Drinking tea appears to affect the brain in a similar way as drugs prescribed for Alzheimer's disease, UK researchers report. The team, based at Newcastle University's Medicinal Plant Research Centre, investigated the properties of green and black tea, as well as coffee, in a series of laboratory experiments. Their study was published in the August 2004 edition of Phytotherapy Research.
The results showed that both green and black tea inhibited the activity of enzymes associated with the development of Alzheimer's disease. Coffee, however, had no significant effect.
The teas inhibited the activity of acetylcholinesterase -- the same mechanism of action used by drugs such as Novartis' Exelon and Pfizer's Aricept. The teas also hindered the activity of the butyrylcholinesterase, which has been found in senile plaques in the brains of Alzheimer's disease patients. Green tea obstructed the activity of beta-secretase, which also plays a role in the production of senile plaques, and is the focus of research by companies such as Ireland's Elan.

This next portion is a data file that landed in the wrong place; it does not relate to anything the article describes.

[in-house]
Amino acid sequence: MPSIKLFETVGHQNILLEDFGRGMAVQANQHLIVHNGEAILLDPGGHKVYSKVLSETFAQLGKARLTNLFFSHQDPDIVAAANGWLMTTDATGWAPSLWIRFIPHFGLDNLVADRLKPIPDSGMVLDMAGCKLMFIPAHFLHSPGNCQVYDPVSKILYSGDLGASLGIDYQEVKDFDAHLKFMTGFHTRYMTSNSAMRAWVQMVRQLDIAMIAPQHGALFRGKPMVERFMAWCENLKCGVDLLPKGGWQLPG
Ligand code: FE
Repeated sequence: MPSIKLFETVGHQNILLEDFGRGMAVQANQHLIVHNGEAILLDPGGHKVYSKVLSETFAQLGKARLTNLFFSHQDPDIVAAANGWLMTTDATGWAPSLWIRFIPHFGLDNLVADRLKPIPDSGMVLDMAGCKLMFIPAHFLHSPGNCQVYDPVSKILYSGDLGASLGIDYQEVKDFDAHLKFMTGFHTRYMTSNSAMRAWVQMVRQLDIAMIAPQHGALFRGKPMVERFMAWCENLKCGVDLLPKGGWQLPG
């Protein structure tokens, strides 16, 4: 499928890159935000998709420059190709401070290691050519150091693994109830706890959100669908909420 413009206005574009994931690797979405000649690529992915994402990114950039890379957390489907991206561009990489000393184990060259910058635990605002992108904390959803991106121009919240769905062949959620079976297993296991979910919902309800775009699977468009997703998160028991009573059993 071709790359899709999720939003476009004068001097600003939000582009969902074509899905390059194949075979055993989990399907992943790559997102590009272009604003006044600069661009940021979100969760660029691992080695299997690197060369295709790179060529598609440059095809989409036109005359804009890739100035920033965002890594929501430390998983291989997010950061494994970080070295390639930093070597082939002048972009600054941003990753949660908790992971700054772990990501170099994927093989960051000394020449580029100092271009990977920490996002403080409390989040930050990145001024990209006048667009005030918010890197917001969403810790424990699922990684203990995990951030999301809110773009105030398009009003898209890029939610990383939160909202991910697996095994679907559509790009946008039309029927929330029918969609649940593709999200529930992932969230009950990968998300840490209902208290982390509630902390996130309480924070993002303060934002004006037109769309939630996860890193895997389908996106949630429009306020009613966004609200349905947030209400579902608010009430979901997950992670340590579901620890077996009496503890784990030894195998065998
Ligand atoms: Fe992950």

"Although there is no cure for Alzheimer's, tea could potentially be another weapon in the armoury which is used to treat this disease and slow down its development," lead researcher, Dr. Ed Okello, said. However, he added that there is no published evidence showing that rates of Alzheimer's disease are any lower in tea-loving countries such as Britain, China and Japan.
The researchers are seeking funds to find out which components of green tea inhibit the activity of the three enzymes and hope ultimately to develop a medicinal tea for Alzheimer's disease patients.
Phytotherapy Research, August 2004.